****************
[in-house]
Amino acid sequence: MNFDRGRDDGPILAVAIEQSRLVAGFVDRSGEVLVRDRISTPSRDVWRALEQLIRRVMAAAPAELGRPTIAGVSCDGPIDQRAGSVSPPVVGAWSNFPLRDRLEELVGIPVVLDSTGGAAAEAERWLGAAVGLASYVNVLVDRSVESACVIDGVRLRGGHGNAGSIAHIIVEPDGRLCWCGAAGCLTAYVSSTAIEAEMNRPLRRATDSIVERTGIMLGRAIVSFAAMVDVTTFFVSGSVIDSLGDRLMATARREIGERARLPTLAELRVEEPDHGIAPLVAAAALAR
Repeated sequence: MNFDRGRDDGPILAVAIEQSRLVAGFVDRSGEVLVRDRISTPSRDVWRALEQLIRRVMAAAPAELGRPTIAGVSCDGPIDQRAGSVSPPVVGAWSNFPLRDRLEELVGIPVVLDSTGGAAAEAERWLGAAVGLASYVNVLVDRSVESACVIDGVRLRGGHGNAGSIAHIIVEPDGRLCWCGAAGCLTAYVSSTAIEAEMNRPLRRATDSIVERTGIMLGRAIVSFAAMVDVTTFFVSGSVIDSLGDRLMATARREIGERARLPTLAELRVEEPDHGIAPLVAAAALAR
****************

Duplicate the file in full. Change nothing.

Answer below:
[in-house]
Amino acid sequence: MNFDRGRDDGPILAVAIEQSRLVAGFVDRSGEVLVRDRISTPSRDVWRALEQLIRRVMAAAPAELGRPTIAGVSCDGPIDQRAGSVSPPVVGAWSNFPLRDRLEELVGIPVVLDSTGGAAAEAERWLGAAVGLASYVNVLVDRSVESACVIDGVRLRGGHGNAGSIAHIIVEPDGRLCWCGAAGCLTAYVSSTAIEAEMNRPLRRATDSIVERTGIMLGRAIVSFAAMVDVTTFFVSGSVIDSLGDRLMATARREIGERARLPTLAELRVEEPDHGIAPLVAAAALAR
Repeated sequence: MNFDRGRDDGPILAVAIEQSRLVAGFVDRSGEVLVRDRISTPSRDVWRALEQLIRRVMAAAPAELGRPTIAGVSCDGPIDQRAGSVSPPVVGAWSNFPLRDRLEELVGIPVVLDSTGGAAAEAERWLGAAVGLASYVNVLVDRSVESACVIDGVRLRGGHGNAGSIAHIIVEPDGRLCWCGAAGCLTAYVSSTAIEAEMNRPLRRATDSIVERTGIMLGRAIVSFAAMVDVTTFFVSGSVIDSLGDRLMATARREIGERARLPTLAELRVEEPDHGIAPLVAAAALAR